Salamanders are found throughout Ohio in low-lying moist woodlands near swamps, ponds, and creeks. Because of their mysterious nature and their habit of tunneling underground, they are seldom seen except in early spring, when they migrate in large numbers to breeding ponds. Being active only at night makes them one of Ohio’s hidden treasures!
Mostly all salamanders rely on vernal pools – shallow wetland areas - for breeding and the nearby forested habitat for the rest of their adult life. The sight of a salamander is a sure sign of clean water nearby because salamanders breathe through their skin to survive and are very vulnerable to toxins placed into the environment and their water. As these areas are becoming more and more polluted many of the salamander populations are becoming endangered!
One of the rarest salamanders to be seen in Ohio is the blue-spotted salamander. They get their name from the blue colored spots or blotches along the sides of their bodies. The color of the rest of their body ranges from a dark grey to a grayish black in color, and they measure up to 5 ½ inches in length. The blue-spotted salamander is endangered and can be found hiding under rotting logs in wet prairies and damp forested areas, along a small area of southeastern Ohio.
The cave salamander is one of the prettiest salamander species native to Ohio. Their long slender red body is speckled with black dots, and can measure up to 8 inches in length.
The cave salamander is also endangered. It relies heavily on sources of groundwater and can be found in and around caves, springs and streams in a small part of southwestern Ohio.
The green salamander is another endangered salamander, that gets its name from its distinct green and black marbled skin pattern. They have squared toe tips, a flattened body, and long legs. This salamander can be found in a small portion of southeastern Ohio, living along and within limestone and sandstone rock formations, coming out only at night to eat.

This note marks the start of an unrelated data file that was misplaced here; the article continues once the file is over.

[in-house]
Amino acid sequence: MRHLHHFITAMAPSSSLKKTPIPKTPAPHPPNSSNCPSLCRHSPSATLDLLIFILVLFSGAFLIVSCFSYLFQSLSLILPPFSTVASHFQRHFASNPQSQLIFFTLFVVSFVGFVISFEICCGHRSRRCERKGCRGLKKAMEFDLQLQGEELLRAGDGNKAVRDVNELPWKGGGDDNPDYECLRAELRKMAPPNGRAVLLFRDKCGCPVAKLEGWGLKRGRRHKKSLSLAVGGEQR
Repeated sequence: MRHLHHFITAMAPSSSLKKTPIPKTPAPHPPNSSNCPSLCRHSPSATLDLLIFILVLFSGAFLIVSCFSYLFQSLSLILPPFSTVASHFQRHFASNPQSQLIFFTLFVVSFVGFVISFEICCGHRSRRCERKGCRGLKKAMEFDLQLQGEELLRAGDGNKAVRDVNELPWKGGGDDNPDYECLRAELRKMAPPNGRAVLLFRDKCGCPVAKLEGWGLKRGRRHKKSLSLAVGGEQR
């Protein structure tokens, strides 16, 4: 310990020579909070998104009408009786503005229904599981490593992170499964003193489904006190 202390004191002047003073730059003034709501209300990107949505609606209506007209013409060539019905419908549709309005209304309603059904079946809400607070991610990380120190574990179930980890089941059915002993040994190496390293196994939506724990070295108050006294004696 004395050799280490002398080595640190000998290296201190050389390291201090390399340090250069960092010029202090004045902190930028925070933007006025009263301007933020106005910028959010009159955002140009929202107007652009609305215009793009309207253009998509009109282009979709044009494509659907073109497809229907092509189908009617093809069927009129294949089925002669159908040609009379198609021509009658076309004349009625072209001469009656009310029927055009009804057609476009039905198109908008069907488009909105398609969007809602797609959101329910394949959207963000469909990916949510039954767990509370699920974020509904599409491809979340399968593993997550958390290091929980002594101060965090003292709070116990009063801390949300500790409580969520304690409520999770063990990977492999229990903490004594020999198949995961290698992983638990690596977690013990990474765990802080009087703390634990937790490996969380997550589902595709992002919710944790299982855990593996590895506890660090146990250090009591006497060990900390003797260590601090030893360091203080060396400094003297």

The strangest looking and largest salamander native to Ohio is the Hellbender. In spite of its name the hellbender is completely harmless! The body of a hellbender has fleshy folds of skin running down both sides of its flattened brownish-green body, with a flattened head with small eyes and gill slits. They are estimated to live to be 25-30 years old and can reach up to 20 inches in length! Hellbenders are aquatic amphibians, living entirely under water. They can be found under large rocks in swift moving rocky streams and rivers throughout small portions of Ohio and are an endangered species.
The most common salamanders found in Ohio are the dusky salamander, the marbled salamander, and the spotted salamander. Other salamanders resident to Ohio are the eastern tiger salamander, the four-toed salamander, the midland mud salamander, the northern two-lined salamander, the northern red salamander, the northern slimy salamander, the mountain dusky salamander, the ravine salamander, the red back salamander, and the small-mouth salamander.
To see a salamander for yourself this spring go outside and visit your local Ohio state park and record what you spy in your very own salamander journal!
Please remember to leave any salamander you find where they belong in their native habitat.